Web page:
Something Old, Something New, Something Illogical
These new metrics signal a quiet but significant change in how viewership is measured. It is significant because it is acknowledging that TV viewing is moving outside the flow of the medium, the temporality rendered less relevant. This is an acknowledgement of changing consumer behavior, but are these changes also moving us closer to metrics that are more about engagement than spectatorship?
Continue reading "And Now, a Metric for Our Sponsors--New Metrics, Temporal Shifts, and Engagement (1 of 2)" »
Nielsen, the media rating giant, recently launched www.heynielsen.com, a site where anyone with an internet connection can set up a profile and comment on TV, movies, web sites, personalities and music. What makes this different from the millions of fan sites and blogs already online is that - it's well, Nielsen, a name that carries a fair bit of clout - but also that it's using data from its other properties, Billboard.com, HollywoodReporter.com and BlogPulse.com to develop the Hey! Nielsen Score which, according to the website, is "a real-time indicator of a topic's impact, influence, and value". Rather than deliver a single number and ranking, I will argue that the site's purpose is ultimately less obvious and more strategic.
The concept itself isn't exactly new. The company has had a product called BuzzMetrics for at least a year now, a measurement tool that gauges reactions in user-generated media to specific products. There are products with similar aims on the market from other companies as well.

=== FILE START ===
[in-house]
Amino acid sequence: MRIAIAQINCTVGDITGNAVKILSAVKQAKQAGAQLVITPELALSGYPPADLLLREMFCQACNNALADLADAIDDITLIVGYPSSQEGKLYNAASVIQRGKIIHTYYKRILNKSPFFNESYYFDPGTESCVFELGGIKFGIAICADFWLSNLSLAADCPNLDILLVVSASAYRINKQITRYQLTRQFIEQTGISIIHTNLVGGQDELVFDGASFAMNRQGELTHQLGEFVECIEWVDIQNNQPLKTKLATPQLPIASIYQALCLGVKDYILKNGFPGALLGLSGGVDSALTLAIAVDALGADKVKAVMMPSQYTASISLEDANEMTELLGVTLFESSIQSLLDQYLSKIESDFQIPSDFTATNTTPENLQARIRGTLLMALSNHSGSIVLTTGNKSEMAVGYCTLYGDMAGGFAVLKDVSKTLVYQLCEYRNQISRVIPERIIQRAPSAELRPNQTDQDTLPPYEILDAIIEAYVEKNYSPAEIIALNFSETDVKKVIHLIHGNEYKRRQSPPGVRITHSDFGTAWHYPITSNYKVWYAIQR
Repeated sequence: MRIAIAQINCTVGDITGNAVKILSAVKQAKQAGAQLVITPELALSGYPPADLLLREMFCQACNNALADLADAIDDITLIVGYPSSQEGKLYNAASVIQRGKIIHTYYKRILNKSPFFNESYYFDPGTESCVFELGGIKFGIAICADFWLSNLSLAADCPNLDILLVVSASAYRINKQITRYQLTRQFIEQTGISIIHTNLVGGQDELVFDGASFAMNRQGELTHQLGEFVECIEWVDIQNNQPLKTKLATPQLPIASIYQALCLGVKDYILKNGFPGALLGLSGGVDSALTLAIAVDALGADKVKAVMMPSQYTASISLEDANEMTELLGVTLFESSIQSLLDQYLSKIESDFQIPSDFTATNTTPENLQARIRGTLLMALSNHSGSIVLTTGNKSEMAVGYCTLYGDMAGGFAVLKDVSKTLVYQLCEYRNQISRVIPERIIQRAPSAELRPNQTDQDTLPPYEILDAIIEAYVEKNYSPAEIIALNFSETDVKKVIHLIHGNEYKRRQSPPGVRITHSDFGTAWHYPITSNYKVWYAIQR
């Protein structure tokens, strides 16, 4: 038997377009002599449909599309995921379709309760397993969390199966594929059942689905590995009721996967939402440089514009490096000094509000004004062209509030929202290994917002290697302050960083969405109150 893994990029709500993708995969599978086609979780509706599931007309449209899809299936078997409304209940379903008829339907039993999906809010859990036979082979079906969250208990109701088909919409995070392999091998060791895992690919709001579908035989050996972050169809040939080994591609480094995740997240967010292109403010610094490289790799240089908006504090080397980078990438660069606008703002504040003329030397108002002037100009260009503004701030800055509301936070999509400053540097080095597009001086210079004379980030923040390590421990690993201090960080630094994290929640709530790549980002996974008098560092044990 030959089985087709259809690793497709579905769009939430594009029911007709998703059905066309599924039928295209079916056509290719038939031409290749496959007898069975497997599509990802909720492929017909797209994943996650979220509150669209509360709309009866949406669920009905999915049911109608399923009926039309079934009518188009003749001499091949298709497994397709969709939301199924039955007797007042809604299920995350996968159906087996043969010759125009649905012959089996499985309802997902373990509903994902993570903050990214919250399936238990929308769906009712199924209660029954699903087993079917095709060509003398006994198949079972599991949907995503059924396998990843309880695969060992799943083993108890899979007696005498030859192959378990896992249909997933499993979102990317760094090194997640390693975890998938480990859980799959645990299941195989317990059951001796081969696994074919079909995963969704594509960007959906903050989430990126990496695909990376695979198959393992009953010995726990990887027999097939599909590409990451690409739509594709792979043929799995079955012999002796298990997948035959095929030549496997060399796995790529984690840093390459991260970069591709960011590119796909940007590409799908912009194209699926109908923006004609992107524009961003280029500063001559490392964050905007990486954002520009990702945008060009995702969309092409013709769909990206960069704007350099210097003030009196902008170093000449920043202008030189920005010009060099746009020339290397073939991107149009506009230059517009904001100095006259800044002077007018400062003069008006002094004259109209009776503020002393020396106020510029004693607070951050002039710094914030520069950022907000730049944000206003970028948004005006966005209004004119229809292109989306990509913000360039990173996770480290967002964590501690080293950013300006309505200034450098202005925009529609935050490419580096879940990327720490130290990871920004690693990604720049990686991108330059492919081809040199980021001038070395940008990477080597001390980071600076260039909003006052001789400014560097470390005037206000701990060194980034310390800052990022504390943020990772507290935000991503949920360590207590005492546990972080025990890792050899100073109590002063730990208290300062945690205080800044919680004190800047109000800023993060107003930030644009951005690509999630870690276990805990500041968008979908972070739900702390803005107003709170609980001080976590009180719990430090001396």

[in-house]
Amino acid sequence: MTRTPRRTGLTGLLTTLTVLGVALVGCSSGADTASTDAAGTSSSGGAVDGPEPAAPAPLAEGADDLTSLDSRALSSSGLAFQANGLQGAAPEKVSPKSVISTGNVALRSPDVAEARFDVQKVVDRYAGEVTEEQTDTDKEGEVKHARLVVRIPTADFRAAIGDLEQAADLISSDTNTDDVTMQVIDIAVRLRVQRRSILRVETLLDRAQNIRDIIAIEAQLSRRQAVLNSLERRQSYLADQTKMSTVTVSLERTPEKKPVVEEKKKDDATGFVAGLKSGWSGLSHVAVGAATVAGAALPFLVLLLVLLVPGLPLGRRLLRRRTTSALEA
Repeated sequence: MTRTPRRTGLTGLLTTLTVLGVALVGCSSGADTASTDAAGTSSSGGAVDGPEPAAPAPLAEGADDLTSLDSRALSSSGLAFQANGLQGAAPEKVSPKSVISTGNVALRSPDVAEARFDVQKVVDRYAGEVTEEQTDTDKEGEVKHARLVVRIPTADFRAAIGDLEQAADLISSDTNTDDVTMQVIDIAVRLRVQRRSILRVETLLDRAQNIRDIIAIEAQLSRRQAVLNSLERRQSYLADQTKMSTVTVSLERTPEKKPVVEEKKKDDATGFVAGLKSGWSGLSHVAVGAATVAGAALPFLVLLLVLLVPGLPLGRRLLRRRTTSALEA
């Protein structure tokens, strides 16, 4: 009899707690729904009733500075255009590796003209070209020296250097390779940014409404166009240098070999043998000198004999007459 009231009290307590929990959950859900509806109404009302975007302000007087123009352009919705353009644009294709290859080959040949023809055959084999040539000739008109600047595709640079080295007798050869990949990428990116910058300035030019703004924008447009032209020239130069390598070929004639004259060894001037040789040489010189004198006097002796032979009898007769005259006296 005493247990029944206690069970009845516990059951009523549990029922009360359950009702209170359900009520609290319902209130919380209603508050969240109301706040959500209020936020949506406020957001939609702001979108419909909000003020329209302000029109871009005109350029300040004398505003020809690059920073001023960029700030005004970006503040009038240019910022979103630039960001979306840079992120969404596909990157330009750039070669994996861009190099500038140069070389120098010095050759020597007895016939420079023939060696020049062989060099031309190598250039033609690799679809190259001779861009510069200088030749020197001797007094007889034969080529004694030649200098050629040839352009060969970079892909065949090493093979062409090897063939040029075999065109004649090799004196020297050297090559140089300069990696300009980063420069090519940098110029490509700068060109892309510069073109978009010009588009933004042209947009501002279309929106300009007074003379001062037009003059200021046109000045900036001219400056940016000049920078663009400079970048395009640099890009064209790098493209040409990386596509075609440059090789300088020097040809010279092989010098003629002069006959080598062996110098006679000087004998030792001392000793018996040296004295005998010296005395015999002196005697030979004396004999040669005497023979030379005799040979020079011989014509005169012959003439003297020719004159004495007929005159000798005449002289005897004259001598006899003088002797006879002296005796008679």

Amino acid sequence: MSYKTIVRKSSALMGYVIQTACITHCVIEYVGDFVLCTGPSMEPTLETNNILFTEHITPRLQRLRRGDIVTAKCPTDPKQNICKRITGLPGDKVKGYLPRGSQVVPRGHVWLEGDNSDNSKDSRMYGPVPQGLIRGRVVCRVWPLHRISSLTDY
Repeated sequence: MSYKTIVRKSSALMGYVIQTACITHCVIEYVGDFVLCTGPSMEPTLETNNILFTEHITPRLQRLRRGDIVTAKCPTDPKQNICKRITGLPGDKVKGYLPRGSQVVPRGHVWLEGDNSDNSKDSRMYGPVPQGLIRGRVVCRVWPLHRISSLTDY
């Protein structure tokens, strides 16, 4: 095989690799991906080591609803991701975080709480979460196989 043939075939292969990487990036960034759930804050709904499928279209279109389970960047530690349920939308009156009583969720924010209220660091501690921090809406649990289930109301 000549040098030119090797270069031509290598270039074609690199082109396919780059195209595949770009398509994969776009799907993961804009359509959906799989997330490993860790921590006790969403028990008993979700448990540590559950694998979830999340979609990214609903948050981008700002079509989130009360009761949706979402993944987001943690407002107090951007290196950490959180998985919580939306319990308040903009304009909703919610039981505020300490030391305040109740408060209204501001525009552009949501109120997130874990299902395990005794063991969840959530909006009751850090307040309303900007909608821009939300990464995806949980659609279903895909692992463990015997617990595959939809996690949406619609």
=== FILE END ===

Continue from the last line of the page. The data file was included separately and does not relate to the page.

Continue reading "Hey! Nielsen--What's the Metric?" »
Digital distribution and network television branding may seem like strange bedfellows, but a recent announcement by NBC suggests to me that they might be a better match than expected.
Betting on Business Models - Will It Work?
Is the new NBC strategy a viable model? Parts of it definitely are, but there are some hurdles to jump first.
One that stands out to me is the pay to download model. More and more, media companies are shying away from paid online content, The New York Times recently joining their ranks. Granted, a TV show is more expensive to produce than a newspaper article, but that should not be the rationale for charging consumers a fee, much less setting the price. When the marginal cost of letting one more person see the show is basically zero and it's very easily available elsewhere (albeit often illegally) for free, next to a lot of other content audiences want to see that doesn't belong to NBC, and not tied to a cool device like the iPod, pricing content is a slippery slope.